Most people buy a car or truck to move themselves and their families around - not to appease white collar hippies who worship fuel efficiency like some latter-day Golden Calf.
But there it is nonetheless: "The Green Guide to Cars and Trucks," published by something called the American Council for an Energy Efficient Economy (ACEEE.)
I've never heard of this outfit and I'm sure you never have, either. "American Council" probably means a handful of vengeful leftists living in a D.C. apartment. "Energy Efficient Economy," meanwhile, would translate into "Keep the Masses in Check" if run through a computer program capable of translating cant.
Anyhow, the "Green Guide to Cars" is what you'd expect: A tiresome nag sheet that works hard to instill guilt in people for basing their purchasing decisions primarily upon safety, utility and performance - not neurotic overconcern with fuel economy.
Sport-utility vehicles, large cars with V-8 and V-6 engines get the Bronx Cheer while anything with tin-foil doors and a three cylinder engine receives the environmental equivalent of the Order of Lenin.
The guide lists the "greenest" model cars and trucks by class -and - surprise! - popular models like the Lincoln Navigator SUV, Ford Crown Victoria, Lexus GS400 and Chevy Camaro get knocked cold.
Between harangues against the internal combustion are mini- broadsides written with fulsome, sententious ignorance about "the climate-threatening effects of fossil fuel use" and "persistent air pollution" that makes "cleaning up cars as important as ever."
That's dandy - but these folks should quit lying to the public - or else take a few hours to bone up on the truth about modern cars and trucks.
And what is that truth? New cars don't pollute. By any standard based on facts, logic and reason. Greenie Weenies ought to be ecstatic about the modern internal combustion engine. Al Gore should be skipping across the South Lawn, a dandelion clenched between his teeth. Want to clean up the planet? Then trade in that carbon monoxide spewing '68 Beetle for a new one.
Late model cars and trucks -those built within the past decade - emit almost no harmful pollution as compared to the cars of the 1960s and before. Output of oxides of nitrogen and other smog precursors has been reduced more than 95 percent since the adoption of catalytic converters, electronic fuel injection and computerized engine management systems. This has been true since at least the mid-1980s.
Put that in your bong and smoke it, man.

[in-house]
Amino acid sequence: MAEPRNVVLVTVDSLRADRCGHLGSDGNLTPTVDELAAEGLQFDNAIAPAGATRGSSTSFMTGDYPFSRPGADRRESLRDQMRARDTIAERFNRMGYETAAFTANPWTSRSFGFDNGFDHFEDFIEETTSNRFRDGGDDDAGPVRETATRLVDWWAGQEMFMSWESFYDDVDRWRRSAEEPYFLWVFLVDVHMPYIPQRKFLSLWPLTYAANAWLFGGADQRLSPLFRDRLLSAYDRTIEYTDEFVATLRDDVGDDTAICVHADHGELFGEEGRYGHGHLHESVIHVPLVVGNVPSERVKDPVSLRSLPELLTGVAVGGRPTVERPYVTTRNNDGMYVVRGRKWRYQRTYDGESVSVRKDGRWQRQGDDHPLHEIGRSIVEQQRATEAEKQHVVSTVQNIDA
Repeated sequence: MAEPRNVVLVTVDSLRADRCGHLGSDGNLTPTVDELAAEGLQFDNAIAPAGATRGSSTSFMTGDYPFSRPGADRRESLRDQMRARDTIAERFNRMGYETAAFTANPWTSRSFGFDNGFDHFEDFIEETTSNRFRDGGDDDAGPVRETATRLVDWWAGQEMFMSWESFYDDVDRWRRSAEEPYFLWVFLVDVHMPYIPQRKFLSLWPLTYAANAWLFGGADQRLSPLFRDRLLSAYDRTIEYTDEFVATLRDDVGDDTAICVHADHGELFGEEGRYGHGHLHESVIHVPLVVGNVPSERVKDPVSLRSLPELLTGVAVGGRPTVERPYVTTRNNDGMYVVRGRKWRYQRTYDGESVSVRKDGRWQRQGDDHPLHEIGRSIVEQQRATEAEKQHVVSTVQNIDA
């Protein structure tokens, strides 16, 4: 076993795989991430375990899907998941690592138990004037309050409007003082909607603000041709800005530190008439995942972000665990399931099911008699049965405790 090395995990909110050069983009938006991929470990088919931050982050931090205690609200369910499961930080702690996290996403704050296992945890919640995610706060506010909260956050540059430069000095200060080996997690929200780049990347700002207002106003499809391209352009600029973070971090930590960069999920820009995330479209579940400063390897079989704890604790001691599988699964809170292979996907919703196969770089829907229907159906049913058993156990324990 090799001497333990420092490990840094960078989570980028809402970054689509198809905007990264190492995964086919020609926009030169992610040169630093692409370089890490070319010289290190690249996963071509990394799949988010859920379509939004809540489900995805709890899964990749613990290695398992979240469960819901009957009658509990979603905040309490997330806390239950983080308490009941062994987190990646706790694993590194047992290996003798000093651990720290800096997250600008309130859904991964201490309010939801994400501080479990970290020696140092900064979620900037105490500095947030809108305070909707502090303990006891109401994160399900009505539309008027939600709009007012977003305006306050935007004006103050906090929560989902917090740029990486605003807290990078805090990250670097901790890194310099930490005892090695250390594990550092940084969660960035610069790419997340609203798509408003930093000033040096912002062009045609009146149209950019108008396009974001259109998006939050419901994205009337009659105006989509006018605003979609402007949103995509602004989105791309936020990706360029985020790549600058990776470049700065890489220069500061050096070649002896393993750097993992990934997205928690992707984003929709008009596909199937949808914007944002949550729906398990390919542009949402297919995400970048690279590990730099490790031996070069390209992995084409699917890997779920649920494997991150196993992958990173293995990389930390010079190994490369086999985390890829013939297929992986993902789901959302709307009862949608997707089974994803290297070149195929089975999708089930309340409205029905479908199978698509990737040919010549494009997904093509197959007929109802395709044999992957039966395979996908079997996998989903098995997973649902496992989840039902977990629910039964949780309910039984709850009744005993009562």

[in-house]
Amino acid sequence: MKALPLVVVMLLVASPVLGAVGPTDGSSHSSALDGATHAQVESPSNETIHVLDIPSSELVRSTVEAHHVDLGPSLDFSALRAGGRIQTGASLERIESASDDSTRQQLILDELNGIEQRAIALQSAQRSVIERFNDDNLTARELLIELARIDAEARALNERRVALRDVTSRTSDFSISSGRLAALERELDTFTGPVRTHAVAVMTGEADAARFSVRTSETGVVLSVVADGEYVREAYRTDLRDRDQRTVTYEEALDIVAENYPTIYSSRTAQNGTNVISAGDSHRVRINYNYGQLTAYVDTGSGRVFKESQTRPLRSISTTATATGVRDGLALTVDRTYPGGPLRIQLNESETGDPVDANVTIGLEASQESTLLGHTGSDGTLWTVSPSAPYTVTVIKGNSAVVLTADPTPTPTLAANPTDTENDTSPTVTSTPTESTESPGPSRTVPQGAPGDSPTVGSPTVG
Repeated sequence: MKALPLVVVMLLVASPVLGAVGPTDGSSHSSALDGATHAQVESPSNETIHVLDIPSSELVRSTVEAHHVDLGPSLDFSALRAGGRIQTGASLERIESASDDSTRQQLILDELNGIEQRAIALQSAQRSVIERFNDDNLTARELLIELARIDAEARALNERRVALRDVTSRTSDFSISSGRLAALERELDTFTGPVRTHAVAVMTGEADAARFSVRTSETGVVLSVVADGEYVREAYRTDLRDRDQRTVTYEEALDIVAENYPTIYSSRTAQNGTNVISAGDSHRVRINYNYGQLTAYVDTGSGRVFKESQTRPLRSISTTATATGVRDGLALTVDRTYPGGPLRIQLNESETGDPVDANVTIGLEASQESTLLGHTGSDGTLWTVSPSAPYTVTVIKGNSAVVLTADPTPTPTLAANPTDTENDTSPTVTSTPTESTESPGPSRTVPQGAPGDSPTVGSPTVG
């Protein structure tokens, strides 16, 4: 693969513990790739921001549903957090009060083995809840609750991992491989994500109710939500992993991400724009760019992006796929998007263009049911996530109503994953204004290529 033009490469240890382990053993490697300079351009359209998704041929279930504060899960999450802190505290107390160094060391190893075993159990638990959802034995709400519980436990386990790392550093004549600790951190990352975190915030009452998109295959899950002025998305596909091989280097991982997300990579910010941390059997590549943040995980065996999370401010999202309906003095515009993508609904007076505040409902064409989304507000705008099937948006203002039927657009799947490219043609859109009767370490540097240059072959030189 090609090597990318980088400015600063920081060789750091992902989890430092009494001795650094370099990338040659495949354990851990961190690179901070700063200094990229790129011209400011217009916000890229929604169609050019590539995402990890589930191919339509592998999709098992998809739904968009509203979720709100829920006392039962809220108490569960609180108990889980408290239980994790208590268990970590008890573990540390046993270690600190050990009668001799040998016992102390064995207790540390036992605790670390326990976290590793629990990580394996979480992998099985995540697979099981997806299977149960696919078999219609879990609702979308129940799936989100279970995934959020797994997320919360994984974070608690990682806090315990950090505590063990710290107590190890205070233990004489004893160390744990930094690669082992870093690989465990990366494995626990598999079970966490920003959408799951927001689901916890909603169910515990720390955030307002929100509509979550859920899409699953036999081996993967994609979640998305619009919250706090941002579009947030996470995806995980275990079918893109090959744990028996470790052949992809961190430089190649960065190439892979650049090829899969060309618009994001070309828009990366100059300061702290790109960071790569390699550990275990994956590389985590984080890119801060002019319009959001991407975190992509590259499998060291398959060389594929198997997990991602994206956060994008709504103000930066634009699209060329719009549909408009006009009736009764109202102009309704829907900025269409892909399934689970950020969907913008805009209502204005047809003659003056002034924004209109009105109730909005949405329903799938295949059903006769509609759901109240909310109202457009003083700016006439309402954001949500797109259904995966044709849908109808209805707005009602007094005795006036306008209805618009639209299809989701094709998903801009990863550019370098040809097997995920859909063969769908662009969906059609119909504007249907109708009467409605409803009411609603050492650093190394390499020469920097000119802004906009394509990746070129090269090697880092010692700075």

Several 1998 and 1999 models (Lexus RX300, Honda Accord, Nissan Sentra) are so clean they meet the "Ultra Low Emissions Vehicle" standard set by the notoriously strict California Air Resources Board. The ULEV standard is only a tick above the "zero emissions" electric car standard.
Functional, affordable transportation and clean air are not incompatible. The tie-dyed brigades know all this - but continue to dissemble. Or they trot out the new lie about carbon dioxide being a "pollutant" - a lie so brazen that earlier, less ignorant generations of Americans would have jeered at it.
CO2 is a harmless, inert gas -and the last significant byproduct aside from water vapor - of internal combustion. It is vital to plant growth. But radical car haters know if they can paint CO2 as a "harmful pollutant" that causes "global warming," they will have an unanswerable trump card. Burning gasoline in an internal combustion engine will always produce CO2. To curb C02 output, we'd have to curb use of automobiles - and lawn mowers, weed wackers, mopeds . . . get the drift?
And that's the agenda behind all these "Green" PR campaigns, car buying guides and harangues on the evening news. If you don't believe this, you had better get religion.
"Our guide fills a void in current consumer car buying information," opines ACEEE front man John DeCicco. "Consumers can now shop with the environment in mind."
The only void, however, is between Mr. DeCicco's ears - and the ears of those who buy into the specious claptrap peddled by The Green Guide to Cars and Trucks.
Get a haircut and get a real job.
Eric Peters writes on automotive issues for The Washington Times.
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